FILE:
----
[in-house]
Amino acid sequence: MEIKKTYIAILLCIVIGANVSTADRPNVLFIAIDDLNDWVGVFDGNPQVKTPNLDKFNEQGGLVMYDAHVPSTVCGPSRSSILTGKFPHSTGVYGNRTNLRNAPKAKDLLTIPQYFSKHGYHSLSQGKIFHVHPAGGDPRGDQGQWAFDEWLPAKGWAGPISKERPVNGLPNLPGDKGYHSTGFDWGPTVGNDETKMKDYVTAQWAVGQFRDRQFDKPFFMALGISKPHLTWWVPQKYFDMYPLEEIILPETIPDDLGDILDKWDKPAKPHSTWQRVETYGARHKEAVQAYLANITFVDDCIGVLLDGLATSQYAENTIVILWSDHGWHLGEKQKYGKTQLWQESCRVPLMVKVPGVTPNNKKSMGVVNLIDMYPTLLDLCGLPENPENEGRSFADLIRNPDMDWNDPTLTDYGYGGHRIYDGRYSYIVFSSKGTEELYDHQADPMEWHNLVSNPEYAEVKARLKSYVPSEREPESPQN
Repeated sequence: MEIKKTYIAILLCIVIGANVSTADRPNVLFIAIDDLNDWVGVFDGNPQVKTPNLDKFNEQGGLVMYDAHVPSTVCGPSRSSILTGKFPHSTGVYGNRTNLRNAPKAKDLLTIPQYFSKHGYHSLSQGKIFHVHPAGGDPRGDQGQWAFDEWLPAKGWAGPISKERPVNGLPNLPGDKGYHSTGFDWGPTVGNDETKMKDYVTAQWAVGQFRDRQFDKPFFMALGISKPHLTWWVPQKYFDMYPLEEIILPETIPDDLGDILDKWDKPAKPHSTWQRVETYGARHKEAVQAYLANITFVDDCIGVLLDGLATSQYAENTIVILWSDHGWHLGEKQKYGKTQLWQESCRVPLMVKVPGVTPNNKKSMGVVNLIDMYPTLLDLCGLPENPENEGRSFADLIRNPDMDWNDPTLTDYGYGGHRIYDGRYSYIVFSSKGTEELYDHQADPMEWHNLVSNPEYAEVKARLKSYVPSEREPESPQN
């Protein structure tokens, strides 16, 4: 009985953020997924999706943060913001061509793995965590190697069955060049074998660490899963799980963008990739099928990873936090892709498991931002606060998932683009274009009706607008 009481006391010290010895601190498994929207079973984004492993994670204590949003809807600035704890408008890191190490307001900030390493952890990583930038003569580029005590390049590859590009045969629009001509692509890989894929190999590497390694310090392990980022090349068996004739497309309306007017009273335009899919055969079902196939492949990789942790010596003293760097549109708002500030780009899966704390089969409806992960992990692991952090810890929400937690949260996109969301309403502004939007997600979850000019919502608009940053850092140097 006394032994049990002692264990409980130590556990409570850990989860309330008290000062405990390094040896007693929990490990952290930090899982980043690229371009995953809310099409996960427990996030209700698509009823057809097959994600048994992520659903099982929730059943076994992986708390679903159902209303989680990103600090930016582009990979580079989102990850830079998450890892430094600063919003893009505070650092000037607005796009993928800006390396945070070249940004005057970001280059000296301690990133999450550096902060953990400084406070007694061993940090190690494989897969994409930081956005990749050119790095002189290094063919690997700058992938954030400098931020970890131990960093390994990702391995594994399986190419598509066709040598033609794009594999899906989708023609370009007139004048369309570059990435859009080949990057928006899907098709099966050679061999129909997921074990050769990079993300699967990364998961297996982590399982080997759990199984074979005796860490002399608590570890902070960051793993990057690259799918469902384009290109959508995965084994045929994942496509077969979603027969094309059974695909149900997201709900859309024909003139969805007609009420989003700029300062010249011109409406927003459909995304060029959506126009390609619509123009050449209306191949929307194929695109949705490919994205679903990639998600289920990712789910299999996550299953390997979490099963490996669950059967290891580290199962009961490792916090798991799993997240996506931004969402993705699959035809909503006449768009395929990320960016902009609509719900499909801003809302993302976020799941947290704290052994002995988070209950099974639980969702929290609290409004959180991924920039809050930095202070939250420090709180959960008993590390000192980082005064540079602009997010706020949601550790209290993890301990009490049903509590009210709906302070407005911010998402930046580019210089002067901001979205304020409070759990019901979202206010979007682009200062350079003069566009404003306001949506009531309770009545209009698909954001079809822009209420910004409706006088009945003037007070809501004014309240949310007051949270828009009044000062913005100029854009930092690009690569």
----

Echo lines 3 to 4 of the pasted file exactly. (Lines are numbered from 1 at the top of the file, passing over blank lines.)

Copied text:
Repeated sequence: MEIKKTYIAILLCIVIGANVSTADRPNVLFIAIDDLNDWVGVFDGNPQVKTPNLDKFNEQGGLVMYDAHVPSTVCGPSRSSILTGKFPHSTGVYGNRTNLRNAPKAKDLLTIPQYFSKHGYHSLSQGKIFHVHPAGGDPRGDQGQWAFDEWLPAKGWAGPISKERPVNGLPNLPGDKGYHSTGFDWGPTVGNDETKMKDYVTAQWAVGQFRDRQFDKPFFMALGISKPHLTWWVPQKYFDMYPLEEIILPETIPDDLGDILDKWDKPAKPHSTWQRVETYGARHKEAVQAYLANITFVDDCIGVLLDGLATSQYAENTIVILWSDHGWHLGEKQKYGKTQLWQESCRVPLMVKVPGVTPNNKKSMGVVNLIDMYPTLLDLCGLPENPENEGRSFADLIRNPDMDWNDPTLTDYGYGGHRIYDGRYSYIVFSSKGTEELYDHQADPMEWHNLVSNPEYAEVKARLKSYVPSEREPESPQN
């Protein structure tokens, strides 16, 4: 009985953020997924999706943060913001061509793995965590190697069955060049074998660490899963799980963008990739099928990873936090892709498991931002606060998932683009274009009706607008 009481006391010290010895601190498994929207079973984004492993994670204590949003809807600035704890408008890191190490307001900030390493952890990583930038003569580029005590390049590859590009045969629009001509692509890989894929190999590497390694310090392990980022090349068996004739497309309306007017009273335009899919055969079902196939492949990789942790010596003293760097549109708002500030780009899966704390089969409806992960992990692991952090810890929400937690949260996109969301309403502004939007997600979850000019919502608009940053850092140097 006394032994049990002692264990409980130590556990409570850990989860309330008290000062405990390094040896007693929990490990952290930090899982980043690229371009995953809310099409996960427990996030209700698509009823057809097959994600048994992520659903099982929730059943076994992986708390679903159902209303989680990103600090930016582009990979580079989102990850830079998450890892430094600063919003893009505070650092000037607005796009993928800006390396945070070249940004005057970001280059000296301690990133999450550096902060953990400084406070007694061993940090190690494989897969994409930081956005990749050119790095002189290094063919690997700058992938954030400098931020970890131990960093390994990702391995594994399986190419598509066709040598033609794009594999899906989708023609370009007139004048369309570059990435859009080949990057928006899907098709099966050679061999129909997921074990050769990079993300699967990364998961297996982590399982080997759990199984074979005796860490002399608590570890902070960051793993990057690259799918469902384009290109959508995965084994045929994942496509077969979603027969094309059974695909149900997201709900859309024909003139969805007609009420989003700029300062010249011109409406927003459909995304060029959506126009390609619509123009050449209306191949929307194929695109949705490919994205679903990639998600289920990712789910299999996550299953390997979490099963490996669950059967290891580290199962009961490792916090798991799993997240996506931004969402993705699959035809909503006449768009395929990320960016902009609509719900499909801003809302993302976020799941947290704290052994002995988070209950099974639980969702929290609290409004959180991924920039809050930095202070939250420090709180959960008993590390000192980082005064540079602009997010706020949601550790209290993890301990009490049903509590009210709906302070407005911010998402930046580019210089002067901001979205304020409070759990019901979202206010979007682009200062350079003069566009404003306001949506009531309770009545209009698909954001079809822009209420910004409706006088009945003037007070809501004014309240949310007051949270828009009044000062913005100029854009930092690009690569």